There are 41 million native Spanish speakers in the US plus a further 11.6 million who are bilingual, mainly the children of Spanish-speaking immigrants. This puts the US ahead of Colombia (48 million) and Spain (46 million) and second only to Mexico (121 million).
US Census Office estimates that The United States will have 138 million Spanish speakers by 2050, making it the biggest Spanish-speaking nation on Earth, with Spanish the mother tongue of almost a third of its citizens.
By state the highest concentration is in the former Spanish colonies of the south and south-west, with New Mexico top at 47%, followed by California and Texas (both 38%) and Arizona (30%). Some 18% of New Yorkers speak Spanish while only 1.3% of West Virginians do. And more than 6% of Alaskans are Spanish speakers.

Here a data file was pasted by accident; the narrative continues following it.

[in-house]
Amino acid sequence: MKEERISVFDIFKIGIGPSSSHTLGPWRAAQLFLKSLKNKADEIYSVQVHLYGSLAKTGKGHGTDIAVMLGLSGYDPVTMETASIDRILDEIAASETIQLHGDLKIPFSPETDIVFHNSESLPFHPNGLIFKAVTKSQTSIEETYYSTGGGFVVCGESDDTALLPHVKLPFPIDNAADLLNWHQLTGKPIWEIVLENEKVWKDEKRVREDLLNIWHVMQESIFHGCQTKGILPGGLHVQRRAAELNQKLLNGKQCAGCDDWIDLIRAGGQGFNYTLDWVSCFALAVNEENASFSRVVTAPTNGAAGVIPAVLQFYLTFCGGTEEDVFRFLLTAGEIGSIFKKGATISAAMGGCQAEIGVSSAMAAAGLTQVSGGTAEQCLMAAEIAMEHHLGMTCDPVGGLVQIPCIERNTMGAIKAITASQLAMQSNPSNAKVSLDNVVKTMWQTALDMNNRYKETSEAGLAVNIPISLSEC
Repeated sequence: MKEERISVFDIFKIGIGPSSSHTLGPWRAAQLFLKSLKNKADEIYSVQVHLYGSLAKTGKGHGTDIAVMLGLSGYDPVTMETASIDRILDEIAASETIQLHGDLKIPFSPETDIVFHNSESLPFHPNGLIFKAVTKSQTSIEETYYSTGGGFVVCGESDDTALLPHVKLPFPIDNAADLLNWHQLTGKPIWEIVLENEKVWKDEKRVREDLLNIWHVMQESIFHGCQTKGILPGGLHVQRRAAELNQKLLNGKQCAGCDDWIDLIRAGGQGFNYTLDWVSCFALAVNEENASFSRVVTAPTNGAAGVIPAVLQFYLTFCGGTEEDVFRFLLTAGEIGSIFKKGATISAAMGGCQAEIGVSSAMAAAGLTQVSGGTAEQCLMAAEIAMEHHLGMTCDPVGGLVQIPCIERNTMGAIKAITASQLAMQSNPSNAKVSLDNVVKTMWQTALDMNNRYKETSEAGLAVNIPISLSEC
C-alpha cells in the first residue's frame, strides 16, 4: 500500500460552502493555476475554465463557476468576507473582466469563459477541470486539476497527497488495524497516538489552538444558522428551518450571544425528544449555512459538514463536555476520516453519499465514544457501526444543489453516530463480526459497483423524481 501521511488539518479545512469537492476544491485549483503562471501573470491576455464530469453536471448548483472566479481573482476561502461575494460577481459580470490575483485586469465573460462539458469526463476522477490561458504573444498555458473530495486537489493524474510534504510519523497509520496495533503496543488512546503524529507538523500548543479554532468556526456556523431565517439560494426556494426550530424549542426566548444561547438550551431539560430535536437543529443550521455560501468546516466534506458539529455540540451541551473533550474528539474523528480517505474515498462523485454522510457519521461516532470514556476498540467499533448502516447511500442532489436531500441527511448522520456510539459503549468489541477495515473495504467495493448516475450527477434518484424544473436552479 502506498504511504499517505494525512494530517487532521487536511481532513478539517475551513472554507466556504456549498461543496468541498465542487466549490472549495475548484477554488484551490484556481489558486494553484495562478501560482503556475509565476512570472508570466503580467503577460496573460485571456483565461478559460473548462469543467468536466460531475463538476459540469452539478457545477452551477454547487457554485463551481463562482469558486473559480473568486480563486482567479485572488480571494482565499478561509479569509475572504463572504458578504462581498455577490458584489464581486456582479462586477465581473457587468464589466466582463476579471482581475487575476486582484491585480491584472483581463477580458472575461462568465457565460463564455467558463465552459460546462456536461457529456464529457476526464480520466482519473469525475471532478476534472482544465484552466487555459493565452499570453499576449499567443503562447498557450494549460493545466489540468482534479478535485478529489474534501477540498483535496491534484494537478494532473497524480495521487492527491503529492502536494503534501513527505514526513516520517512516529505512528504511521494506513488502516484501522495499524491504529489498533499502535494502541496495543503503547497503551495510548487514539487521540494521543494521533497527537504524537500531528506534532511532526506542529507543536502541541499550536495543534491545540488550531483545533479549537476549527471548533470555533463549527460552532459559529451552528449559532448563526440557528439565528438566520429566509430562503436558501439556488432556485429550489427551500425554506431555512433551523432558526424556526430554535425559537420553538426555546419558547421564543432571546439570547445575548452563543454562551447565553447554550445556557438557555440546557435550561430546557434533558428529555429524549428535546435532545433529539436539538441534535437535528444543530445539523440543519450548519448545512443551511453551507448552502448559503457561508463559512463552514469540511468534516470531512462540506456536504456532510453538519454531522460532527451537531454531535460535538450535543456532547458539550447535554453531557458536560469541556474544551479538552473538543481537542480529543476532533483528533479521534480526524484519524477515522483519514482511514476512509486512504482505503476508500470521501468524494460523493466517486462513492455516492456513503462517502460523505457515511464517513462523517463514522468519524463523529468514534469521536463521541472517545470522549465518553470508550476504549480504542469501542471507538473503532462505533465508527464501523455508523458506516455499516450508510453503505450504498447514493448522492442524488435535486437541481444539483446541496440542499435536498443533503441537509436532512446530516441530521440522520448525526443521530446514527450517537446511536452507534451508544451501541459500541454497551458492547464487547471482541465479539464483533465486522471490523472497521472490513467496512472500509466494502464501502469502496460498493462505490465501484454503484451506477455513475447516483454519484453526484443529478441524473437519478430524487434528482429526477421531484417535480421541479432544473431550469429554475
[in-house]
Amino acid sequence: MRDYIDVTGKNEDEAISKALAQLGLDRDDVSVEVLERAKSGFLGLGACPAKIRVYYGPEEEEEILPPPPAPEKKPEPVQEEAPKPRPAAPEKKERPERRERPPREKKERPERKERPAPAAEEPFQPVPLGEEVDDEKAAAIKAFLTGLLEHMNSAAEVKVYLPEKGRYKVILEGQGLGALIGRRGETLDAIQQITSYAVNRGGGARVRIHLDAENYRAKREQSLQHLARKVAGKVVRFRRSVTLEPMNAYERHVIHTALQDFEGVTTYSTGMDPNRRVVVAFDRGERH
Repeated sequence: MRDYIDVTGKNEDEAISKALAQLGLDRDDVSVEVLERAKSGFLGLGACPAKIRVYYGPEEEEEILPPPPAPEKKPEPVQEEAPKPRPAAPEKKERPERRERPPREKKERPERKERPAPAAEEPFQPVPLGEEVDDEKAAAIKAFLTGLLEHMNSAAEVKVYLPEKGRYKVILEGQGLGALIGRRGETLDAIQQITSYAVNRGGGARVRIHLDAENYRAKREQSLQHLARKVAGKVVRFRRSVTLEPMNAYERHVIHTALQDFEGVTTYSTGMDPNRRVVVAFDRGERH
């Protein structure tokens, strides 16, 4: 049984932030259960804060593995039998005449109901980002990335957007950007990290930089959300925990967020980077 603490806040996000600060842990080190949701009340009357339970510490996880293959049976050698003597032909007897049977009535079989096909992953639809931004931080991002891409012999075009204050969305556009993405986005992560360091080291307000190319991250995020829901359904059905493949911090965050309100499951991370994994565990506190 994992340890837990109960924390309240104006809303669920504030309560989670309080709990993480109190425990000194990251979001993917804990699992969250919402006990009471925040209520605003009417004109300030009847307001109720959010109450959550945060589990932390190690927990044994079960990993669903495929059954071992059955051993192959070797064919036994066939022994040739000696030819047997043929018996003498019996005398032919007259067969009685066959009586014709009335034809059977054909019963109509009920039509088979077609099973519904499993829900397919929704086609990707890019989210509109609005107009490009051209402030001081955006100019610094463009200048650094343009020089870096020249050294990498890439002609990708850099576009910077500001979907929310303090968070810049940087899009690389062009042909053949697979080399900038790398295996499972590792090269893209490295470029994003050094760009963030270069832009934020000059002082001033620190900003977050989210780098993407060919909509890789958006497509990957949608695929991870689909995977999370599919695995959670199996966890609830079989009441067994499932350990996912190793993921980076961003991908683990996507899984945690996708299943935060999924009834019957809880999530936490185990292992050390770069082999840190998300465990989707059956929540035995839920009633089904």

There are 559 million Spanish speakers worldwide (470 million native speakers and those with some command of the language). The Instituto Cervantes estimates that 21 million people are currently studying Spanish (The US leads with 7.8 million learning the language, followed by Brazil and France).
The Index of Human Development ranks Spanish as the second most important language on earth, behind English but ahead of Mandarin. It is also the third most widely used language on the internet, although less than 8% of internet traffic is in Spanish. Spanish is also the second most used language on Twitter in London and New York. It also comes second on Facebook, a long way behind English though well ahead of Portuguese, Facebook’s third language.
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